Pablita talks about her children: "I had two kids to raise, put them in Catholic School, pay tuition, chauffeur, cook, baby sitter. What I made in painting was a godsend."

Her daughter and her granddaughter were rebellious, just as Pablita was growing up.

Over the years I have seen Helen Hardin's paintings Click here: Santa Fe Treasures: Santa Fe art: Margarete Bagshaw "Breaking the Rules" and have seen Margarete's work both at Golden Dawn Gallery at 201 Galisteo Street, across from Collected Works Bookstore in Santa Fe.

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A Los Angeles Childhood - More Reviews
Thursday, 04 October 2012 10:23

I have been writing blogs for almost two years (in December) and during that time, so many of you have purchased Saving Myself: A Los Angeles Childhood. Many of you have been kind enough to write a review. I want to share those with you today.

At the beginning of preparation for publishing the memoir, I asked six colleagues in various professions that touch upon the content of the memoir to read and review the book. Here are those reviews:

“Jeanne Simonoff’s beautifully written memoir explores what it means to be human, to overcome hardship and loss, and to come into one’s own. It’s full of life, and we are with her all the way. The book is a complete delight: poignant, charming, brimming over with observation, vitality, and will to survive.” –Kathleen Spivack, poet and Pulitzer Prize nominee, Moments of Past Happiness, The Beds We Lie In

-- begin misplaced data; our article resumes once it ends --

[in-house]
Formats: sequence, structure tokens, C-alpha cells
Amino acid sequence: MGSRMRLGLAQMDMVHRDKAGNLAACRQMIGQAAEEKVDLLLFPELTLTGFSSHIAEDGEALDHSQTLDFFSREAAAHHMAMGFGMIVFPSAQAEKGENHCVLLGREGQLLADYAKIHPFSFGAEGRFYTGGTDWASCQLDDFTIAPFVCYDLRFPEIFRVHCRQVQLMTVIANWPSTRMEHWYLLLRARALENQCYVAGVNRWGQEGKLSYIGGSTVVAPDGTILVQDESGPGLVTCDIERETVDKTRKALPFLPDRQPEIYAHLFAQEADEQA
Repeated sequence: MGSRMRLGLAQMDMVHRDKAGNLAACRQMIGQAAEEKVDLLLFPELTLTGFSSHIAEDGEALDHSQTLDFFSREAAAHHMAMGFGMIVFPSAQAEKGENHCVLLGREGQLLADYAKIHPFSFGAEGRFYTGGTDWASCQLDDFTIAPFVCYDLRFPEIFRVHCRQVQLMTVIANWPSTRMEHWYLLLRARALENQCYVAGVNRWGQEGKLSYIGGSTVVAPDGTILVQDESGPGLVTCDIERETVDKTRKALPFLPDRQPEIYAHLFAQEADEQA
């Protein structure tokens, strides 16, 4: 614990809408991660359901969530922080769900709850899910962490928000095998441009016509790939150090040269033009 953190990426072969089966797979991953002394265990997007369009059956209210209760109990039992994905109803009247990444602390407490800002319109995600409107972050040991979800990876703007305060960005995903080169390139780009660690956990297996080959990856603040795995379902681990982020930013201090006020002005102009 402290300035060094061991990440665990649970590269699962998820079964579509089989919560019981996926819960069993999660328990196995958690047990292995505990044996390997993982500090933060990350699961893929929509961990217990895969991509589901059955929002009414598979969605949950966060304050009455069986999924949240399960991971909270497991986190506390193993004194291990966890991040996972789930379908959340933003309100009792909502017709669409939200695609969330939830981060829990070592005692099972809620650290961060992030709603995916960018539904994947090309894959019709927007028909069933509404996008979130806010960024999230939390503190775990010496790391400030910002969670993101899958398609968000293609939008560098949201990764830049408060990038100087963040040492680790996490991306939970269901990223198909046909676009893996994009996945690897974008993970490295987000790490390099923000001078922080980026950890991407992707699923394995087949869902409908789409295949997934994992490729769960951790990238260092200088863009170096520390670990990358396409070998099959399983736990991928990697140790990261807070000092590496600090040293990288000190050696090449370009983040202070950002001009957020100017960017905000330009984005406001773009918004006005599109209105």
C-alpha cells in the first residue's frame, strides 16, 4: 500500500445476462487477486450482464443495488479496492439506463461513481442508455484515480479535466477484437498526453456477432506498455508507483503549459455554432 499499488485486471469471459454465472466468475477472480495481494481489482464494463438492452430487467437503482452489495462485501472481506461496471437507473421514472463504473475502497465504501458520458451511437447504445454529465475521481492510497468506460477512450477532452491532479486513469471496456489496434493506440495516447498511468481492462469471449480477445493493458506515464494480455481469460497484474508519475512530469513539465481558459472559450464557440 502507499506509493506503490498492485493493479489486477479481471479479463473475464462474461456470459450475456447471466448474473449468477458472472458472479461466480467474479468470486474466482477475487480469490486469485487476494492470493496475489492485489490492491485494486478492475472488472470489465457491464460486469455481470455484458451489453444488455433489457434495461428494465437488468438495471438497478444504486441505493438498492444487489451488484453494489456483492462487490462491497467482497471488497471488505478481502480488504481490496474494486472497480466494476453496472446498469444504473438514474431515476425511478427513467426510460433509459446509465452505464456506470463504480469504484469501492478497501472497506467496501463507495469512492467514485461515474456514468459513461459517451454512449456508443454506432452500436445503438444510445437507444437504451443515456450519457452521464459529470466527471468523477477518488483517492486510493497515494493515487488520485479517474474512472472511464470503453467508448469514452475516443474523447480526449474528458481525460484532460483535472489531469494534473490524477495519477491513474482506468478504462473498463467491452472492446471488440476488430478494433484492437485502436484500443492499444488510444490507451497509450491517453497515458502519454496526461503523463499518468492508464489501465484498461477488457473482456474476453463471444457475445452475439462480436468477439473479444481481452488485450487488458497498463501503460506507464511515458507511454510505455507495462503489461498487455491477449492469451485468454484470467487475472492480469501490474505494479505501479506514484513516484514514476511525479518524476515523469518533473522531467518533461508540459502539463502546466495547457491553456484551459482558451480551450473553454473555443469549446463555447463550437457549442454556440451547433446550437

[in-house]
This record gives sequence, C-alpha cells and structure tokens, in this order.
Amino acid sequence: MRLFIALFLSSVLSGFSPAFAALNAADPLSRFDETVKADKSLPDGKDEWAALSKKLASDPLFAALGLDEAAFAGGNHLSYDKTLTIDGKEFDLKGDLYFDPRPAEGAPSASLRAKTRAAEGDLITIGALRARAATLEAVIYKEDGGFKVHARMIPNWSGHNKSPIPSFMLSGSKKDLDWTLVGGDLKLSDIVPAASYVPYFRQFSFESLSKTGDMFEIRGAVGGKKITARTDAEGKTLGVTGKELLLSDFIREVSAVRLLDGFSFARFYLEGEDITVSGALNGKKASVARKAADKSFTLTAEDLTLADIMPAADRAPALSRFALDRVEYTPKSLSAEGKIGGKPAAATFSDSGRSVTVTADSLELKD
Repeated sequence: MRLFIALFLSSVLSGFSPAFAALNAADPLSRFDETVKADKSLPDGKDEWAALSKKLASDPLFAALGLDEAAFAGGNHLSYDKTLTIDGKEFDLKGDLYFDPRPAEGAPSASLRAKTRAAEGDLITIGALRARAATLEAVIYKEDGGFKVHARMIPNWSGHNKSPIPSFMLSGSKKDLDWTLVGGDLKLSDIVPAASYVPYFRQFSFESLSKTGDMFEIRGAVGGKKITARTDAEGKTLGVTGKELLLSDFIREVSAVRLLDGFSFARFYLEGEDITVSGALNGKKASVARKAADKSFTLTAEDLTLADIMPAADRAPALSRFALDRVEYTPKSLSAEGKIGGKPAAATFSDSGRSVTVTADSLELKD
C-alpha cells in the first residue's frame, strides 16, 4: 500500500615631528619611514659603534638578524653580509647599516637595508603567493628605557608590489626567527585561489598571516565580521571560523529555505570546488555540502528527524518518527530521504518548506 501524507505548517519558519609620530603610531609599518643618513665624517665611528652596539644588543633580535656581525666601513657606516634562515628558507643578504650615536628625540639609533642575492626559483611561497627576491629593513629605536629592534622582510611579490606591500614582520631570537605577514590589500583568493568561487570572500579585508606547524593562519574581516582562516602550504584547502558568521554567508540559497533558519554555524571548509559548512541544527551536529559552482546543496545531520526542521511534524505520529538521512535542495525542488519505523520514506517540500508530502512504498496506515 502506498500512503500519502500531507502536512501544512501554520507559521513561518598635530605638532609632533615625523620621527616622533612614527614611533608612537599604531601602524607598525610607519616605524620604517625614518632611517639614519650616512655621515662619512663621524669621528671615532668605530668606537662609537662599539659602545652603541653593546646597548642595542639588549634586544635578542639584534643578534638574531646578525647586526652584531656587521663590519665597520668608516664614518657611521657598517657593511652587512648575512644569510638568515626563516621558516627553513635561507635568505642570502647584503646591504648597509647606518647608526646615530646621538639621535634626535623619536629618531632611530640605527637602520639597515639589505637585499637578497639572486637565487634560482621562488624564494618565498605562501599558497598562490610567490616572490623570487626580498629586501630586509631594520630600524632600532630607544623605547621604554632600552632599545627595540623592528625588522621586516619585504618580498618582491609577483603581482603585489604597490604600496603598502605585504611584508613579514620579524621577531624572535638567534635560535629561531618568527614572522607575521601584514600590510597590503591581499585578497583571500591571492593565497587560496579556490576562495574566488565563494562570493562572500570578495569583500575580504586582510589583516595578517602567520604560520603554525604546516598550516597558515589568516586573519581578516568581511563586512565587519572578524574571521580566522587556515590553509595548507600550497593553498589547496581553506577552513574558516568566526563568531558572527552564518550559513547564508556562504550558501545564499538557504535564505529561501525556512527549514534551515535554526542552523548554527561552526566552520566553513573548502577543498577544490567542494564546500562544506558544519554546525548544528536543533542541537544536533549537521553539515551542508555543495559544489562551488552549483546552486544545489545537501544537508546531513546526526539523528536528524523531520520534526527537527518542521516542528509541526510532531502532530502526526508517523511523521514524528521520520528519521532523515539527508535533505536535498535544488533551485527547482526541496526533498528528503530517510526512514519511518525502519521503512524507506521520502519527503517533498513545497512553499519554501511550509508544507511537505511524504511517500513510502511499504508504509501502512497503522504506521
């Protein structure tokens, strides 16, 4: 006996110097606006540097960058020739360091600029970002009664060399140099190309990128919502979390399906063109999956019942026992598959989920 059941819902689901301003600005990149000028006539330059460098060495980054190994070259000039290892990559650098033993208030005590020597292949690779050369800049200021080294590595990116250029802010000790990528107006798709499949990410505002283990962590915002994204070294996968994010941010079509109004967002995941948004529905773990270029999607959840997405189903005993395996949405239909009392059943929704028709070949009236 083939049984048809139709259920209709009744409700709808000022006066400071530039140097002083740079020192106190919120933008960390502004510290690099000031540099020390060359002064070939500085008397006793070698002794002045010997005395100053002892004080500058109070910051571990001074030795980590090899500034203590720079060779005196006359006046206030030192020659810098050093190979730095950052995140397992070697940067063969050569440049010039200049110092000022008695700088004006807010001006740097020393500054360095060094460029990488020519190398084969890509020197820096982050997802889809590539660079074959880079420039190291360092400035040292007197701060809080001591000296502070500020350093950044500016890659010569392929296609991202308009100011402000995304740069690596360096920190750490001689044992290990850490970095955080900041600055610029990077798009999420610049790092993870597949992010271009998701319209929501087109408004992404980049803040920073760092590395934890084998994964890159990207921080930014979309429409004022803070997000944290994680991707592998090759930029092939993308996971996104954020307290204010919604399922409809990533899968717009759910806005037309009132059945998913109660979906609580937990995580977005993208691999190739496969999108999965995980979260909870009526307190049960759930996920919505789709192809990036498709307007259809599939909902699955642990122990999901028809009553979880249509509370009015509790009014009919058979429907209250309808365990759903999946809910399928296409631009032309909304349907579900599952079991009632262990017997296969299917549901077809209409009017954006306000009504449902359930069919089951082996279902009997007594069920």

“ I have been enthralled by this inspiring memoir of a child’s experience of profound loss and survival; a story of individual resilience and familial care. This is an intimate glimpse into the mind of a child with irrepressible vitality and strength. Thanks to Jeanne Simonoff for her contribution to the literature of childhood loss and recovery.” –Jane Napier, psychotherapist

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A Los Angeles Childhood - Where Were You When We Landed on the Moon?
Sunday, 02 September 2012 16:30
I am sharing this again in honor and memory of Neil Armstrong, the first man on the moon. Please let me know your thoughts. It isn't often that such a hero has such an impact on my life. It widened my horizons and gave me a better understanding of the possibility of Fly Me To The Moon.